I need some clarification on two instances of what seem to me question begging. The first example is from moral philosophy; the second, aesthetics.
1. You and I are in dialogue about the viability of a certain moral theory. Neither of us is committed to a particular theory, so we are quite open to accepting what seems to us the ‘best’ theory available. We have no commitments about good and evil, right and wrong; we are looking for a theory that will tell us what good and bad, right and wrong are. In essence, we are committed to not prejudging the matter a priori. I propose a theory, describe its principles in detail, and we exam what it permits, forbids, etc. You respond that this theory is deficient because it permits infanticide and baseless murder.
2. Once again committed to neutrality, this time about what counts as art and what doesn’t, we are now examining a theory of art. This theory disallows certain ‘paradigmatic works of art’ into the canon. For the sake of argument, let’s say that it excludes readymades like Duchamp’s Fountain, all of Pollock, and all art expressly meant to inspire religious devotion. You object that this is obviously a deficient theory of art because it excludes what are obviously pieces of art.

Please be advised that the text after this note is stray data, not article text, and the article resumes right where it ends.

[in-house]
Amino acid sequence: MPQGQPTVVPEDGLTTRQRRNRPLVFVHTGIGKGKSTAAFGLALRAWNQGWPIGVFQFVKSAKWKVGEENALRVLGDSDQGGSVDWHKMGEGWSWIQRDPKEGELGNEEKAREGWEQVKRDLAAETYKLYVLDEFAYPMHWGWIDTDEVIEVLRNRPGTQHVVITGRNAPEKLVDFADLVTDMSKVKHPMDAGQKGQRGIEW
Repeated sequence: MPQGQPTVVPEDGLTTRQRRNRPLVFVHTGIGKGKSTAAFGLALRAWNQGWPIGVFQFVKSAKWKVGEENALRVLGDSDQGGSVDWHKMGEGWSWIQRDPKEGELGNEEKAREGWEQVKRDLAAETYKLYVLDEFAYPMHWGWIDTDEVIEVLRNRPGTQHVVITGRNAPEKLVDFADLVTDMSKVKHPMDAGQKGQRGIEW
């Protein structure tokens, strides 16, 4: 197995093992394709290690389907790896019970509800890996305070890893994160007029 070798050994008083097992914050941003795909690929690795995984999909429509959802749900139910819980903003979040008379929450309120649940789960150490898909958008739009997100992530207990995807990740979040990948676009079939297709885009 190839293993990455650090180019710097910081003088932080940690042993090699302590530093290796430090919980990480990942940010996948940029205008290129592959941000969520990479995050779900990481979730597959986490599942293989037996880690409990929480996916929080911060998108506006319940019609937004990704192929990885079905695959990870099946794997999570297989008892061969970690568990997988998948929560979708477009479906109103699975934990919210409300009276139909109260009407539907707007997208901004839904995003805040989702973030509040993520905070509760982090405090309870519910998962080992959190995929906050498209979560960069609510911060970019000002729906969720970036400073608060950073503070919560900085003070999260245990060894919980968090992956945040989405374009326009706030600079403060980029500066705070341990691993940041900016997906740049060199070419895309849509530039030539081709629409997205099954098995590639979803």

In both of these cases, you have begged the question, right? You have assumed in the first example that infanticide and baseless murder are wrong or immoral (and thus you have presupposed a normative framework that renders these judgments). In the second example, you have presupposed that what has been accepted in the art world actually is art. This presupposes that the art world already has a valid theory of art (or that the art world is precisely what decides the this matter by decree). In either case you have already accepted that a valid theory of art already exists, but this is precisely what our dialogue in example 2 is trying to determine.
Am I missing something here? I ask because I often run across this form of reasoning in survey texts that introduce the available theories of art or ethics.